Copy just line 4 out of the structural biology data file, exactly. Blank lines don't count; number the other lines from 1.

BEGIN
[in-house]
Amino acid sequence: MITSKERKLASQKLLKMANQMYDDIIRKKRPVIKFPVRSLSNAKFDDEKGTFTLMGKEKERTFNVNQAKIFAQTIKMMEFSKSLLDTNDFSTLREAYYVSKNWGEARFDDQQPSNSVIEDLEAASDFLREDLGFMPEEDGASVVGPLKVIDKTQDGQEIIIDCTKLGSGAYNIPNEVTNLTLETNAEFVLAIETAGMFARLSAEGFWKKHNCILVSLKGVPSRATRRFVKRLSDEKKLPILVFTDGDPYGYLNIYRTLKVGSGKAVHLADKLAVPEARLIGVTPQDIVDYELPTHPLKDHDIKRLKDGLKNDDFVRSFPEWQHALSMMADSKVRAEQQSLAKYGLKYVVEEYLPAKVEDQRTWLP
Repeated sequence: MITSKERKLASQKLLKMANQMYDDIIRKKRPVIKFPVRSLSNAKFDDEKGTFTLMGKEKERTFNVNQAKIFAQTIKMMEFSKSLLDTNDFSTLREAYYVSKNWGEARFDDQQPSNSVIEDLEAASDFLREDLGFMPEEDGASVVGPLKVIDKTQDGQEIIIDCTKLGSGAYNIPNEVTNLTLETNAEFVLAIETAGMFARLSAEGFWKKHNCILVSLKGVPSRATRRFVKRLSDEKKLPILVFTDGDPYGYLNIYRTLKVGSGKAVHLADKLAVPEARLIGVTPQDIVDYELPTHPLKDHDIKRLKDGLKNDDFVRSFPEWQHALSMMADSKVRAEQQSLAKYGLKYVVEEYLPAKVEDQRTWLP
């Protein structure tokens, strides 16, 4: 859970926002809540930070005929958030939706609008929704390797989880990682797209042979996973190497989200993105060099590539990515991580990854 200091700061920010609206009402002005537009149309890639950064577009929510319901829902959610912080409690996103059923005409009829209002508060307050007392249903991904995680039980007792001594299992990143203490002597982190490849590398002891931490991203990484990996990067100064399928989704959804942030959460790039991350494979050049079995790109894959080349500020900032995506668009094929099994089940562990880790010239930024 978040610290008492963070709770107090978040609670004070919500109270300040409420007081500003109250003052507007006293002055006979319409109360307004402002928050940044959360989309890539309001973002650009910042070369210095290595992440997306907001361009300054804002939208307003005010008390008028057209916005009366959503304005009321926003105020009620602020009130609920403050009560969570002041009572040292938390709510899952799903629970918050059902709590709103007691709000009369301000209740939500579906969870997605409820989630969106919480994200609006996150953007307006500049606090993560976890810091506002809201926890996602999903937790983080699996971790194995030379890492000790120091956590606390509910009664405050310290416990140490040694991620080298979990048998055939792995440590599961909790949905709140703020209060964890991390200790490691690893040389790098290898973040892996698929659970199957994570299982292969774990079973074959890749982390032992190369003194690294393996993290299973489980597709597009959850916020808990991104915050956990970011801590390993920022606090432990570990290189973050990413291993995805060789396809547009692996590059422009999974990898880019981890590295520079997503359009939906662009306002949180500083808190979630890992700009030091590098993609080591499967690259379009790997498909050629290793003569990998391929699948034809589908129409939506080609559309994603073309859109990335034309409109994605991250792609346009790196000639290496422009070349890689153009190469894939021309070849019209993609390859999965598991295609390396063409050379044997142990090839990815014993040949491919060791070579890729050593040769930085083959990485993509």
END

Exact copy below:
């Protein structure tokens, strides 16, 4: 859970926002809540930070005929958030939706609008929704390797989880990682797209042979996973190497989200993105060099590539990515991580990854 200091700061920010609206009402002005537009149309890639950064577009929510319901829902959610912080409690996103059923005409009829209002508060307050007392249903991904995680039980007792001594299992990143203490002597982190490849590398002891931490991203990484990996990067100064399928989704959804942030959460790039991350494979050049079995790109894959080349500020900032995506668009094929099994089940562990880790010239930024 978040610290008492963070709770107090978040609670004070919500109270300040409420007081500003109250003052507007006293002055006979319409109360307004402002928050940044959360989309890539309001973002650009910042070369210095290595992440997306907001361009300054804002939208307003005010008390008028057209916005009366959503304005009321926003105020009620602020009130609920403050009560969570002041009572040292938390709510899952799903629970918050059902709590709103007691709000009369301000209740939500579906969870997605409820989630969106919480994200609006996150953007307006500049606090993560976890810091506002809201926890996602999903937790983080699996971790194995030379890492000790120091956590606390509910009664405050310290416990140490040694991620080298979990048998055939792995440590599961909790949905709140703020209060964890991390200790490691690893040389790098290898973040892996698929659970199957994570299982292969774990079973074959890749982390032992190369003194690294393996993290299973489980597709597009959850916020808990991104915050956990970011801590390993920022606090432990570990290189973050990413291993995805060789396809547009692996590059422009999974990898880019981890590295520079997503359009939906662009306002949180500083808190979630890992700009030091590098993609080591499967690259379009790997498909050629290793003569990998391929699948034809589908129409939506080609559309994603073309859109990335034309409109994605991250792609346009790196000639290496422009070349890689153009190469894939021309070849019209993609390859999965598991295609390396063409050379044997142990090839990815014993040949491919060791070579890729050593040769930085083959990485993509």